STEREO VERSIONS:
PM87:
While I've been writing about how much I wish there were more treble in the new mono remasters, on this stereo version of "Day Tripper" there's too much treble and not much bass. Overall the balance is pretty bad: too much tambourine, vocals isolated to the right channel, and the basic track on the left channel is too far in the background.

RED:
The left channel is mixed a bit louder than on PM87, the bass is slightly more audible, and the hiss at the beginning is virtually gone. As a result, the sound is noticeably better than on the 1987 version. However, the balance is still a little off.

1:
Sounds like RED but with less bass. Dropout is fixed with an edit, but if you listen carefully, you can spot said edit.

PM09:
Sounds just like RED but with the poor balance of PM87. Very clean and bright sound, though. The dropout is corrected as on 1, but the edit is either inaudible or very difficult to detect.

Worst mono version: The Complete CD Singles Collection
Yet another instance of the song not actually sounding bad, but there is a better version out there.

Best mono version: Mono Masters
Better balance of lows and highs.

Worst stereo version: Past Masters Vol. 1 (1987)
Too much treble, very unbalanced mixed.

Best stereo version: 1962-1966
Best stereo balance, best EQ, and the most recent stereo version that still has the beloved dropout.

Definitive CD version of "Day Tripper": Mono Masters (2009)
I picked the mono version because it's easier on the ears and has the best bass sound -- a driving bass truly helps this song get into its groove. And the dropout that the most fanatical listeners adore is loud and clear on this version. My ideal version of "Day Tripper" actually would be taking the best elements of the stereo mix (reverb on the vocals, which are dry on the mono version; louder vocals during the middle 8 -- the middle-8 vocals are nearly inaudible in mono) and the mono mix (driving bass line and longer fadeout).

Saturday, March 27, 2010

The Beatles' Definitive CD Versions: The 1964 Singles

KOMM, GIB MIR DEINE HAND



In 1964, German record label execs were complaining that they can't have ideal sales on s ongs sung in English, so to comply with their requests, George Martin had The Beatles record their two biggest hits to date, "I Want To Hold Your Hand" and "She Loves You," in German. The group was on a short break in Paris during a tour and protested having to do this task for such a trivial reason on their day off, but who's going to defy George Martin's wishes? While they were at it, the guys also recorded "Can't Buy Me Love." The two German songs were released as a single in Germany, which is why I included it in the "1964 Singles" post.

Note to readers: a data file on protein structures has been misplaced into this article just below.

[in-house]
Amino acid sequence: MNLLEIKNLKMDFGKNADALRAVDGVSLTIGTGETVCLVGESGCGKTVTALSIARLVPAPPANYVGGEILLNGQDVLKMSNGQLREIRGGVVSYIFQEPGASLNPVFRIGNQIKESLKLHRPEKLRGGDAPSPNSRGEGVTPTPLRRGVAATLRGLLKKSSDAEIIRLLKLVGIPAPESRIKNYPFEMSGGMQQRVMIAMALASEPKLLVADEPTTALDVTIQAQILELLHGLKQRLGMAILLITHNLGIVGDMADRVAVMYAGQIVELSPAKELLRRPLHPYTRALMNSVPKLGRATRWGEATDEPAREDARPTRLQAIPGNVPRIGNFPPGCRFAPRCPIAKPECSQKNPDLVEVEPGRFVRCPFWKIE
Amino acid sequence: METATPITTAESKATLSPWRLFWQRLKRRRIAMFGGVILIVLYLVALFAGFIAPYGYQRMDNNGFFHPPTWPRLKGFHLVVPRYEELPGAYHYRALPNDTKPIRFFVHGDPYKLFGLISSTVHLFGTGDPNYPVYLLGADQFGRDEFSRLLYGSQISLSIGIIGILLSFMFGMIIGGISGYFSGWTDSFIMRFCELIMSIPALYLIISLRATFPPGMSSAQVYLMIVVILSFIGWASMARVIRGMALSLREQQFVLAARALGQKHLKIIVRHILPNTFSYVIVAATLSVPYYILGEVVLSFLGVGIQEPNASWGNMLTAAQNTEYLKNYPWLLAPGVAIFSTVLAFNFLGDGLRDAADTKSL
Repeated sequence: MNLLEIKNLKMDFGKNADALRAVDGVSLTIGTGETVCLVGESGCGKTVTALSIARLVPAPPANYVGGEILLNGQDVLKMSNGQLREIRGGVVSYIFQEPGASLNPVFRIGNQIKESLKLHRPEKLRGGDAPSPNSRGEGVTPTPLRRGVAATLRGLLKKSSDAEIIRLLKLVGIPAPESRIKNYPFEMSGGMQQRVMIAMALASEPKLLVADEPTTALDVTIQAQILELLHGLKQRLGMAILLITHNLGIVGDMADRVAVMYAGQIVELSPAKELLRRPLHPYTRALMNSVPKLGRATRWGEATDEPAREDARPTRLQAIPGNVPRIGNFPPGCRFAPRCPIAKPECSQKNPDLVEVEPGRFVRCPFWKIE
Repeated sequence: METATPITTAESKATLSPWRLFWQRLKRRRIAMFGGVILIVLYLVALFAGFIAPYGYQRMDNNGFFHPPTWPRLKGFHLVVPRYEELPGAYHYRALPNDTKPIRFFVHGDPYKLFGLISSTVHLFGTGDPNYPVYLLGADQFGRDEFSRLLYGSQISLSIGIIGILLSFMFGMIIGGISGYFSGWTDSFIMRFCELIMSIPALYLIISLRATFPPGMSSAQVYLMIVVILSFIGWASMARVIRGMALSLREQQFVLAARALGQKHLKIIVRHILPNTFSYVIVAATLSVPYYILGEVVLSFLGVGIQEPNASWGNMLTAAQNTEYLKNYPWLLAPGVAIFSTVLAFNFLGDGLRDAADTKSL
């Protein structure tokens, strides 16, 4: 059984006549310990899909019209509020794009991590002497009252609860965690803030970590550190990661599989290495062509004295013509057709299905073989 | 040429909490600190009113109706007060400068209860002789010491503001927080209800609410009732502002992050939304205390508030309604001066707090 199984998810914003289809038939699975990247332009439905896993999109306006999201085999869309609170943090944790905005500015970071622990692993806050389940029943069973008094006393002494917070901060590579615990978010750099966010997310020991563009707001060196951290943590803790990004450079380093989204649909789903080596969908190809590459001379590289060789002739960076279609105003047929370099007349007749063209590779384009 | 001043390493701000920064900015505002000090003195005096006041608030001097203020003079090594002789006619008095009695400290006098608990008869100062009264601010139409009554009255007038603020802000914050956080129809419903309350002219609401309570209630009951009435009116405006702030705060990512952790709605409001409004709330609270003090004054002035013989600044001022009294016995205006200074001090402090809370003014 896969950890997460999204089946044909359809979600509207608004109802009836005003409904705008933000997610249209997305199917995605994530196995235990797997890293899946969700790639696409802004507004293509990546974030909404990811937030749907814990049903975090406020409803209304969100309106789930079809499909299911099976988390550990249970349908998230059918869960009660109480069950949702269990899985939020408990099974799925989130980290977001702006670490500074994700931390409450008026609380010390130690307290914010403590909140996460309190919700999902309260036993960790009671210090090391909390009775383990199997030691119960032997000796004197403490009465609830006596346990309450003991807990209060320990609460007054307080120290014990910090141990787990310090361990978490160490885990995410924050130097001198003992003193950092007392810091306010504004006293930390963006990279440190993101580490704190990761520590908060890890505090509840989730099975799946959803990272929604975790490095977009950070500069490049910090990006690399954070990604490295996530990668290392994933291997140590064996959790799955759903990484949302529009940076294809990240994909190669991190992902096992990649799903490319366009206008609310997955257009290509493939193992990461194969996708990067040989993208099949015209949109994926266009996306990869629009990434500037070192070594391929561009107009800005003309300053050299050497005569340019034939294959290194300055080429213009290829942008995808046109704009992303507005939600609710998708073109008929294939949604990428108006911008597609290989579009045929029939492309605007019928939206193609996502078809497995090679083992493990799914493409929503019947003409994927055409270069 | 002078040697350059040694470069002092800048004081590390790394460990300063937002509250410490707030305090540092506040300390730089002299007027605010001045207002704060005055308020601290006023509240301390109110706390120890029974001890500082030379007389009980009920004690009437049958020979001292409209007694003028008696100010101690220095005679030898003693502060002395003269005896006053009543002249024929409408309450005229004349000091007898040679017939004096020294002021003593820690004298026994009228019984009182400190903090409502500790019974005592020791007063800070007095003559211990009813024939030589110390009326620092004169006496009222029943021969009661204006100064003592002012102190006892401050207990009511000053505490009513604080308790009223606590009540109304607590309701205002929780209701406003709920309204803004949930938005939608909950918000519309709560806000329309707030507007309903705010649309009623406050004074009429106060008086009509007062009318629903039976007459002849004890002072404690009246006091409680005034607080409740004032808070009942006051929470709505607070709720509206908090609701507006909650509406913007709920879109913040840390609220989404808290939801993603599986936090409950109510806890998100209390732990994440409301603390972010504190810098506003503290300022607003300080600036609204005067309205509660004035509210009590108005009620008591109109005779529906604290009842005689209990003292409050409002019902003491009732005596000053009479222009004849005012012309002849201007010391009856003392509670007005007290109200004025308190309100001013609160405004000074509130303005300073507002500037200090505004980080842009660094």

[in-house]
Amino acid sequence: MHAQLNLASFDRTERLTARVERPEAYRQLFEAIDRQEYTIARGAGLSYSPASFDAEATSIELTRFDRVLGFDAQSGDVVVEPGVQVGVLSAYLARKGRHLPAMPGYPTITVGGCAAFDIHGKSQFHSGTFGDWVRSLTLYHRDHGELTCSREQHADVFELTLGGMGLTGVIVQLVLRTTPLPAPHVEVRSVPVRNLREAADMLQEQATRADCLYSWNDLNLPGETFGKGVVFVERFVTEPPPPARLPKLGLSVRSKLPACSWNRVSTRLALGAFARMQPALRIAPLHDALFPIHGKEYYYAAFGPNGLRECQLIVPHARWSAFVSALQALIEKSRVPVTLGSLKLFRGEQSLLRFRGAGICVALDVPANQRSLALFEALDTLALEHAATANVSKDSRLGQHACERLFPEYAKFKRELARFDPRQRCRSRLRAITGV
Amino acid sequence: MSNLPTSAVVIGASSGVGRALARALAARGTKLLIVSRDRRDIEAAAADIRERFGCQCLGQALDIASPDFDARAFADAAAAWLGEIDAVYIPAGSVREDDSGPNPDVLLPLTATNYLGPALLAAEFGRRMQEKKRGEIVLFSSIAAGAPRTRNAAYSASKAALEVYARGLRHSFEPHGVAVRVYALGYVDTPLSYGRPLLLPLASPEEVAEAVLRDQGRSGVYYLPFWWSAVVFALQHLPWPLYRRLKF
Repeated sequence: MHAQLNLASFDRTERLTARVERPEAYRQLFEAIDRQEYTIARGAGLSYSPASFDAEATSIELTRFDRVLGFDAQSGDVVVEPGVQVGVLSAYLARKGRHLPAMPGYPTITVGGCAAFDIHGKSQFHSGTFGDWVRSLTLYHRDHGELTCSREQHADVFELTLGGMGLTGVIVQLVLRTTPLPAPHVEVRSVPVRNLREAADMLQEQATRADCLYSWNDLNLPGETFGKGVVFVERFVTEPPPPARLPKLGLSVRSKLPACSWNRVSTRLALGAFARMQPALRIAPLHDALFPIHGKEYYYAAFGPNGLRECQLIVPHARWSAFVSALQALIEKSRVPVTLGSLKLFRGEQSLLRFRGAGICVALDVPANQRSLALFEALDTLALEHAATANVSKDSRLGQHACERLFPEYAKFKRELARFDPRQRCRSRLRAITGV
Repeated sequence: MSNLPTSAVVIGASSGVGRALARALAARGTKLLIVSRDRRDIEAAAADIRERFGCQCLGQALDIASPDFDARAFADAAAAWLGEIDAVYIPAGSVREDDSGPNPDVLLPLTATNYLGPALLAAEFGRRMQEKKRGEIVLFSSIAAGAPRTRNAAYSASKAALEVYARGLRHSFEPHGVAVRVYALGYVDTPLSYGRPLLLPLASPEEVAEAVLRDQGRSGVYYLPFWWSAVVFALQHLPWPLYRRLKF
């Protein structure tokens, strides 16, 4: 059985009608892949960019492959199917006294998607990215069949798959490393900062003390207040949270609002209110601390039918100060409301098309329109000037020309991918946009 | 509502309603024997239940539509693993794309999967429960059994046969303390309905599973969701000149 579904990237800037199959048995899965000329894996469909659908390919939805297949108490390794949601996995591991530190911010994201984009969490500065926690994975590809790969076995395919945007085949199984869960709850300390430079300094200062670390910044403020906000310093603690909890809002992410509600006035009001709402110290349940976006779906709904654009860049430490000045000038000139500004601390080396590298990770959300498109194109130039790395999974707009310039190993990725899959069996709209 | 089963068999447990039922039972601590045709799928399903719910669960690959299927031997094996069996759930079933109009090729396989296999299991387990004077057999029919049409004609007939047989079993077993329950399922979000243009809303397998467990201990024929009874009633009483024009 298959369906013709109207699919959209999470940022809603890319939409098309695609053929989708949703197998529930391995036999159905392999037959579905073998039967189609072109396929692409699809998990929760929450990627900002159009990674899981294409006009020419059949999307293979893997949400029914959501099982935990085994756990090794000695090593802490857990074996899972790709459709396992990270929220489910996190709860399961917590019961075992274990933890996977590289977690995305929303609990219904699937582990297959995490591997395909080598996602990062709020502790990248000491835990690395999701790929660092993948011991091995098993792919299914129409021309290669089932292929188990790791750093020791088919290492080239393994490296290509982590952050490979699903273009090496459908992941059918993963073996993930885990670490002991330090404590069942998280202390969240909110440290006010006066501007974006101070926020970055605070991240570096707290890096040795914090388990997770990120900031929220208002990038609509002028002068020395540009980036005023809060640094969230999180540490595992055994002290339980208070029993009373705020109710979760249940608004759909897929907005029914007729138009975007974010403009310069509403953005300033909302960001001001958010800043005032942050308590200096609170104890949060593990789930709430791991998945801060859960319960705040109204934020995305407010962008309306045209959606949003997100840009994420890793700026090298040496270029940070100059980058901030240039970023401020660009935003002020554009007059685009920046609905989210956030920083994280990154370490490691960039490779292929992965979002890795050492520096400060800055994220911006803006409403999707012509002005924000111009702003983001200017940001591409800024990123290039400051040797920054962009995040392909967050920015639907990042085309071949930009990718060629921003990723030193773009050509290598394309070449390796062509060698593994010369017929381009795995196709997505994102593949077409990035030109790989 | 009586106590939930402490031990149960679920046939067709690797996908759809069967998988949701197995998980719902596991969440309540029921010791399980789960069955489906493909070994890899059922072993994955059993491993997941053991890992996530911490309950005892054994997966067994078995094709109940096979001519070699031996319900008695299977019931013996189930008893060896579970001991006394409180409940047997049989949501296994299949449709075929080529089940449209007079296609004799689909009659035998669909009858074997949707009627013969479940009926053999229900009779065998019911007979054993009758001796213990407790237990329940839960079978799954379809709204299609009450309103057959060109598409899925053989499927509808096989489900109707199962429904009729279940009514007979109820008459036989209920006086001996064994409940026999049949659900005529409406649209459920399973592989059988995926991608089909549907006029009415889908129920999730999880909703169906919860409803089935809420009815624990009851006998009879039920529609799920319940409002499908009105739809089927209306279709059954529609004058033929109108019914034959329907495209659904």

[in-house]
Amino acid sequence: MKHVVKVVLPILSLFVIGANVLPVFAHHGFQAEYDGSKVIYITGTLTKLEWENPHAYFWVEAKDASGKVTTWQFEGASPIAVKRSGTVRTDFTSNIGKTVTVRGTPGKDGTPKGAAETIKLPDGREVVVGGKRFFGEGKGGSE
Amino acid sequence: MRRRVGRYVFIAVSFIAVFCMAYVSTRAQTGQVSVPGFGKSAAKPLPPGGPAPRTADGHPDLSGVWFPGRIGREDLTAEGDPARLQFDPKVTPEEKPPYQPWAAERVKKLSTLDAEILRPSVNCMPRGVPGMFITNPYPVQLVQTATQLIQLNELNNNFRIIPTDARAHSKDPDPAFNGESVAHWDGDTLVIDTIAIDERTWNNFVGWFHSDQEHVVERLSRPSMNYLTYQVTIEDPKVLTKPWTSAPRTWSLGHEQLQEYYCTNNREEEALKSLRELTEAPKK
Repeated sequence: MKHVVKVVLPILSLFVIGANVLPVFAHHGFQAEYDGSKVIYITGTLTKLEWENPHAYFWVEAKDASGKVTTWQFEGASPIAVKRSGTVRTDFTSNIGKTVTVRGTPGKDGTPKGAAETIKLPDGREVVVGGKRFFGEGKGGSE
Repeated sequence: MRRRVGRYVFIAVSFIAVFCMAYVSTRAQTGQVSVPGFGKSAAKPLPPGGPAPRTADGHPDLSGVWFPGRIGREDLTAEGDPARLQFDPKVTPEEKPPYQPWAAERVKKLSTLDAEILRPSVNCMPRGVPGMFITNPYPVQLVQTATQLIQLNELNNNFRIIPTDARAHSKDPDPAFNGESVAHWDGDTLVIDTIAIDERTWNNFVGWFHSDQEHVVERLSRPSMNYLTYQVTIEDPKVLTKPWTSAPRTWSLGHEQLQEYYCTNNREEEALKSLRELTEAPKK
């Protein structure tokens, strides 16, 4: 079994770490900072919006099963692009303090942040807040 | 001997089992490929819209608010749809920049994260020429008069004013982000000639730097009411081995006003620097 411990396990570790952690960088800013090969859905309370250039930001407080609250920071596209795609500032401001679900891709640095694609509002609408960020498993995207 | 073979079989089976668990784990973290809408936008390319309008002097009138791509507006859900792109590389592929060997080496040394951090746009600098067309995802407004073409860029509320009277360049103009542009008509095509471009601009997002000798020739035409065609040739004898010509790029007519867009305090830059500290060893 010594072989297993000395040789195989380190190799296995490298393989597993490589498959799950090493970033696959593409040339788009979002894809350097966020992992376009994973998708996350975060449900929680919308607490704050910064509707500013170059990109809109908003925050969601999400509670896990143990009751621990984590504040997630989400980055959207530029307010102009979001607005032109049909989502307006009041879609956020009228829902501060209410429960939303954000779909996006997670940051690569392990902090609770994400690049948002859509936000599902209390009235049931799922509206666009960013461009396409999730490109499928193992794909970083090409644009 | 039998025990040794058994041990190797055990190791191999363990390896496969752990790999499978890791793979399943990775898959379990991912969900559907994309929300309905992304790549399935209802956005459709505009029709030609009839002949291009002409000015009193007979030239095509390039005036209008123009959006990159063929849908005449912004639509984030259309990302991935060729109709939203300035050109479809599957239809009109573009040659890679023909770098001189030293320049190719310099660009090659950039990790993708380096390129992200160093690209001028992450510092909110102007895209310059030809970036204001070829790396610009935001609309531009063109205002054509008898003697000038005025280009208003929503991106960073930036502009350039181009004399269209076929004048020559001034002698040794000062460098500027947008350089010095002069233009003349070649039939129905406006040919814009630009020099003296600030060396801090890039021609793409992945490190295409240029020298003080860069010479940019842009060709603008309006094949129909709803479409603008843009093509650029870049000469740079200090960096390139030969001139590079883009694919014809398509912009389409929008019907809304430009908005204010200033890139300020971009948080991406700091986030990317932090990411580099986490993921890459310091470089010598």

The "Komm, Gib Mir Deine Hand" vocals were overdubbed onto the "I Want To Hold Your Hand" multitracks. The lyrics were provided by a couple of Germanophones (is that a real world?) EMI outsourced; not only were the lyrics translated, but they were also changed so that there'd be a rhyme scheme in the new German version. (Indeed, do you remember the English lyrics ever saying "Oh, you are so pretty, pretty as a diamond"?)

There are two mixes: a mono mix and a stereo mix. On the stereo mix, the backing track is panned hard-left, while the vocals and handclaps are panned hard-right. Many fans have taken the "I Want To Hold Your Hand" stereo backing track as extracted from the Anthology DVD's 5.1 soundtrack and synched it up to the "Komm, Gib Mir Deine Hand" vocal track to get a stereo version of the song with centered vocals; you can actually find my attempt on one of the Tuned To A Natural E compilations.

Now, let's talk about that music, shall we?

MONO VERSIONS:
PM87:
Interesting; I don't remember it sounding this bad before; then again, I've been listening to the Something New version ever since The Capitol Albums came out. Bad EQ. Also, it sounds like the tape "breathes" in some places, know what I mean?

CAPITOL (mono):
The Something New mono version is actually a really good track. The EQ is good, with enough emphasis on the bass and the treble to make it a really exciting piece of music. As for the mix itself, there's a great balance of all the instruments and vocals. The vocals are actually pretty dry, which surprised me because I'm so used to hearing them reverbed. There might be a tape glitch or two, but not enough to affect one's enjoyment of the song.

MM:
Take all the treble out of the Something New version, press it to a record, wear the record out severely, and you have, unfortunately, the 2009 Mono Masters reissue. It vocals are very distorted, and the equalization leaves much to be desired. I dunno, maybe I have a bad CD or something? But at least I didn't notice any tape glitches. Basically, this is the 1987 version but with vocal distortion.

STEREO VERSIONS:
CAPITOL (stereo):